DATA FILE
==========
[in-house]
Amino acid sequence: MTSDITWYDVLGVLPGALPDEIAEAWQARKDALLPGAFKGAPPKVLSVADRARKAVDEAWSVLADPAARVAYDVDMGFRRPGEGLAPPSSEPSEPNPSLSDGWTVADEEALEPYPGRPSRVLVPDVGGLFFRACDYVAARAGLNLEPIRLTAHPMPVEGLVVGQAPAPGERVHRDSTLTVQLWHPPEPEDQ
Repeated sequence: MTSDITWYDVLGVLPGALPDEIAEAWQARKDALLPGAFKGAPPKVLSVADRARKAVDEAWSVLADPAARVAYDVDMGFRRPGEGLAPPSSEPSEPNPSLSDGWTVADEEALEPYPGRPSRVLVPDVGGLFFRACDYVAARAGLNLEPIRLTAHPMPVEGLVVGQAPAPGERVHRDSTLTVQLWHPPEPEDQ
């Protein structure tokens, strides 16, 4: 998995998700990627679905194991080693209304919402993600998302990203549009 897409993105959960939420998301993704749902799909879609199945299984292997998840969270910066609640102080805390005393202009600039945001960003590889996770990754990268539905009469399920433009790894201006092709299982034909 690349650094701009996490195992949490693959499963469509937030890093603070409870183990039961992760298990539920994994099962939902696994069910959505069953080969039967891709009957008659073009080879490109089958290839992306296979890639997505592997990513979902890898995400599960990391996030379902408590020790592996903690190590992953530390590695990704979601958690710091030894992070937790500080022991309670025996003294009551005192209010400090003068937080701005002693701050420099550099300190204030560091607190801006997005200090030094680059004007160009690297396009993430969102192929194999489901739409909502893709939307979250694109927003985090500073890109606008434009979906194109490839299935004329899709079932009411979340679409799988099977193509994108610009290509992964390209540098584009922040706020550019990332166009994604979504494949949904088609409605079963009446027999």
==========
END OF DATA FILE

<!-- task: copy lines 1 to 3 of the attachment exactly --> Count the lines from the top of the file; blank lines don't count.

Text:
[in-house]
Amino acid sequence: MTSDITWYDVLGVLPGALPDEIAEAWQARKDALLPGAFKGAPPKVLSVADRARKAVDEAWSVLADPAARVAYDVDMGFRRPGEGLAPPSSEPSEPNPSLSDGWTVADEEALEPYPGRPSRVLVPDVGGLFFRACDYVAARAGLNLEPIRLTAHPMPVEGLVVGQAPAPGERVHRDSTLTVQLWHPPEPEDQ
Repeated sequence: MTSDITWYDVLGVLPGALPDEIAEAWQARKDALLPGAFKGAPPKVLSVADRARKAVDEAWSVLADPAARVAYDVDMGFRRPGEGLAPPSSEPSEPNPSLSDGWTVADEEALEPYPGRPSRVLVPDVGGLFFRACDYVAARAGLNLEPIRLTAHPMPVEGLVVGQAPAPGERVHRDSTLTVQLWHPPEPEDQ